6.3.e Distribution of revenues derived from forest management

Rationale

This indicator provides information about the flow and distribution of revenues from forest services, management and use back into forest-based communities, wider society and the forest sector. The distribution of those revenues provides information on the extent to which forest- based communities, the forest sector and the wider society share in the economic benefits generated by forests.

Current state

Information is available on annual revenue for the commercial forest industries and for revenue received by government. Information is not readily available on revenue from the production of non-wood products or for environmental services from New Zealand’s forests.

Commercial forest management and wood-based products

For “Wood product manufacturing” and “Paper and paper product manufacturing”, the income received is all by private enterprises: the description covers a range of listed and privately owned international and domestic companies.

In 2012, some $1240 million was paid in salaries and wages to employees and working proprietors. Purchase and other operating expenses was $5748 million in 2012. No information is available on the distribution of profits or dividends.

For forestry and logging, ownership covers a  broad range of overseas-owned timber investment management organisations (TIMOs), listed and privately owned international companies, privately owned domestic companies, partnerships, joint ventures, private investors and central and local government agencies. Again, no data are available on the distribution of profits and dividends, other than from central government owned forests. For salaries and wages to employees and working proprietors, $278 million was paid in 2012. There was significant growth in this grouping over the period with intermediate consumption increasing to $2425 million in 2012.

State forestry

Crown Forestry - a unit within the Ministry for Primary Industries (MPI), but with a significant commercial function - administers the Crown’s interest in forestry leases on Māori land, residual Crown forest and other forestry assets. Consistent with government policy, Crown Forestry also seeks opportunities for the Crown to sell its interest in these assets, and works with the Office of Treaty Settlements to resolve Treaty of Waitangi claims over the Crown forestry assets it administers.

Crown Forestry’s commercial forestry business will deliver estimated revenues of $115.9 million with expenditure of $96.6 million during 2013/14. Trading surpluses are projected to remain reasonably steady (over $10 million) until about 2020. On the basis of net stocked area, Crown Forestry is currently the seventh largest forest owner in New Zealand.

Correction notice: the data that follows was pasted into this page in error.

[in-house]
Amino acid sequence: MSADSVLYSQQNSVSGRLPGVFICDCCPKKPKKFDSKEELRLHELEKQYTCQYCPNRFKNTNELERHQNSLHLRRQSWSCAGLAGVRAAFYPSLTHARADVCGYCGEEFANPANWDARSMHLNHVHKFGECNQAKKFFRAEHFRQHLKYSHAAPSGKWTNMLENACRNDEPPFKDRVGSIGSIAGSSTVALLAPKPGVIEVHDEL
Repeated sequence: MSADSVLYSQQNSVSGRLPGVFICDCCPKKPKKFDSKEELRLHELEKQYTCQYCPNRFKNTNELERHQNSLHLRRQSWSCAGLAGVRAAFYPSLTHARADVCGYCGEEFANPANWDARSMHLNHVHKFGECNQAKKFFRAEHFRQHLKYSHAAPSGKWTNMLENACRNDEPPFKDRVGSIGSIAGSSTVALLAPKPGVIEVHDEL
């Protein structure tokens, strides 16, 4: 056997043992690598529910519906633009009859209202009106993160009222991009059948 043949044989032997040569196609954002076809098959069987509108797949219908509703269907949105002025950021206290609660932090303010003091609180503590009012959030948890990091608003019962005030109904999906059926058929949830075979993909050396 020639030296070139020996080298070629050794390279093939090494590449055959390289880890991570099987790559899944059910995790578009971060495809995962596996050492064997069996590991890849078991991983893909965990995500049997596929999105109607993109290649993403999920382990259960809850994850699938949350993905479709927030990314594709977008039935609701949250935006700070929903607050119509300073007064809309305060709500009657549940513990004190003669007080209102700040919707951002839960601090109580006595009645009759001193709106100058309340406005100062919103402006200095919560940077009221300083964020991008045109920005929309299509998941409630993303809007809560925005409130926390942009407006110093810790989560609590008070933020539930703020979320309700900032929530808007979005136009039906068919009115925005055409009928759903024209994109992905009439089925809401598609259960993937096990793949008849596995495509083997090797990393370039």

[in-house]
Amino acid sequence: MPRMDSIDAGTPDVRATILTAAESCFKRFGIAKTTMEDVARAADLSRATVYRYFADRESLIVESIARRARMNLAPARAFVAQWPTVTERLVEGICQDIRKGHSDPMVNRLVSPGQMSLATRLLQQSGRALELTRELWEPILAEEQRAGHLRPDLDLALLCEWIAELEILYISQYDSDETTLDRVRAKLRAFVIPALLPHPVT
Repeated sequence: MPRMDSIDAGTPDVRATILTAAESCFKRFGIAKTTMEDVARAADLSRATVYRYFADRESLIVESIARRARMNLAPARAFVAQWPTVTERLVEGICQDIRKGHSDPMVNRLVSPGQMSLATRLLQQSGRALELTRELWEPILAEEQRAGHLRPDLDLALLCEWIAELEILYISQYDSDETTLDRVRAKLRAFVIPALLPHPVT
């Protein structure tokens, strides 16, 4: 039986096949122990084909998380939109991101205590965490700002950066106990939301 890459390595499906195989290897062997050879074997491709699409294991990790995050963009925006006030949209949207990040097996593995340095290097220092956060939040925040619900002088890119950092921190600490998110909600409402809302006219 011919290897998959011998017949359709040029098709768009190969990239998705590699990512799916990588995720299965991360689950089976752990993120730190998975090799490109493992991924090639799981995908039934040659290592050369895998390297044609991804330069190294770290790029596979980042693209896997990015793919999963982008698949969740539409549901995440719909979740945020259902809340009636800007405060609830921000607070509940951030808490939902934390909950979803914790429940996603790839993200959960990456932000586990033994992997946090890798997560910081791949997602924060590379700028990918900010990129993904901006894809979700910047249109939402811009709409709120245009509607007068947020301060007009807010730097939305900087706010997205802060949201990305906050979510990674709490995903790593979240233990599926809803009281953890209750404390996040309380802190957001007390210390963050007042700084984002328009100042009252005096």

All Crown Forestry net revenues (after paying whatever contractual obligations are owed to other parties) are paid to the Crown accounts.

The Department of Conservation (DOC) administers the conservation estate, including 5.5 million hectares of indigenous forest and small areas of inherited plantations from which periodic revenues are obtained.

DOC’s major source of commercial income is from licences and royalties paid by concessioners operating in the conservation estate and from partnering with businesses. Engagement of the commercial sector in conservation is increasing, with businesses entering new partnerships with DOC and building on established relationships (Department of Conservation, 2013). Total revenue from all concessions and partnerships was only $17.1 million (2011/12) and $18.6 million (2012/13). Reported trends in DOC’s financial activity in the 2014 Budget indicate that concession and partnership revenue is likely to remain around this level at least until 2017/18.

Environmental services

Most environmental services generate little revenue and data are limited.

Trends

In 2006, some $1241 million was paid in salaries and wages to employees and working proprietors; in 2012, salaries and wages were $1240 million. Purchase and other operating expenses increased from $5129 million in 2006 to $5748 million in 2012. The relatively small change to either compensation of employees or to operating expenses for wood and paper product manufacturing over this five-year period is consistent with the fact that there was little growth to output from either over this period.

For forestry and logging, ownership covers a  broad range of overseas-owned timber investment management organisations (TIMOs), listed and privately owned international companies, privately owned domestic companies, partnerships, joint ventures, private investors and central and local government agencies. Again, no data are available on the distribution of profits and dividends, other than from central government owned forests. For salaries and wages to employees and working proprietors, $239 million was paid in 2006 compared with $278 million in 2012. There was significant growth in this grouping over the period with intermediate consumption increasing from $1621 million in 2006 to $2425 million in 2012.

 

Trend Status

Data Quality L

Supporting Material:

Share this page!

Was this page helpful?